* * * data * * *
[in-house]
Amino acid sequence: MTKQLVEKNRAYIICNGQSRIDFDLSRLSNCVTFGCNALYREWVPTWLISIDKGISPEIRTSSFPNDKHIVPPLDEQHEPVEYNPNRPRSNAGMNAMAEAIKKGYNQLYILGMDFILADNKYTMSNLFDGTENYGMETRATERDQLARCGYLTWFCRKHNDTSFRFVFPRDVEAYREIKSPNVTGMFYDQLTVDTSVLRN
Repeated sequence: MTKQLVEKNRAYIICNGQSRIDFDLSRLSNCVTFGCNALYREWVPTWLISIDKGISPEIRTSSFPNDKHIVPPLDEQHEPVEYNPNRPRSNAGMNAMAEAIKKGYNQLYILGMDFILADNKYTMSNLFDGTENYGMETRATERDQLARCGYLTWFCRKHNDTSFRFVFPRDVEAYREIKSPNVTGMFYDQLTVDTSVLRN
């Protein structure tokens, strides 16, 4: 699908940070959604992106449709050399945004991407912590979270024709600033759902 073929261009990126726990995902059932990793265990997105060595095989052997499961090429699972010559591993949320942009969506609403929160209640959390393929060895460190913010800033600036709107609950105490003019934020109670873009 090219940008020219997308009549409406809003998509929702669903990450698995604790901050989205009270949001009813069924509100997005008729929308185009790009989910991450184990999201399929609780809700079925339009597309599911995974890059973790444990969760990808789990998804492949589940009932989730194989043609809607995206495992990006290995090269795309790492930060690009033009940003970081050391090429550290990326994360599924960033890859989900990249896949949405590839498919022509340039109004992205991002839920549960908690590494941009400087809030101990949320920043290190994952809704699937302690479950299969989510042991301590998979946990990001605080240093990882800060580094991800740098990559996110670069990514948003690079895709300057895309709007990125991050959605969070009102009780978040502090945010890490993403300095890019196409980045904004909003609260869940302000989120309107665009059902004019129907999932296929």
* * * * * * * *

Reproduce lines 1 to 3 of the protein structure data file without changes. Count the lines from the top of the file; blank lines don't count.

[in-house]
Amino acid sequence: MTKQLVEKNRAYIICNGQSRIDFDLSRLSNCVTFGCNALYREWVPTWLISIDKGISPEIRTSSFPNDKHIVPPLDEQHEPVEYNPNRPRSNAGMNAMAEAIKKGYNQLYILGMDFILADNKYTMSNLFDGTENYGMETRATERDQLARCGYLTWFCRKHNDTSFRFVFPRDVEAYREIKSPNVTGMFYDQLTVDTSVLRN
Repeated sequence: MTKQLVEKNRAYIICNGQSRIDFDLSRLSNCVTFGCNALYREWVPTWLISIDKGISPEIRTSSFPNDKHIVPPLDEQHEPVEYNPNRPRSNAGMNAMAEAIKKGYNQLYILGMDFILADNKYTMSNLFDGTENYGMETRATERDQLARCGYLTWFCRKHNDTSFRFVFPRDVEAYREIKSPNVTGMFYDQLTVDTSVLRN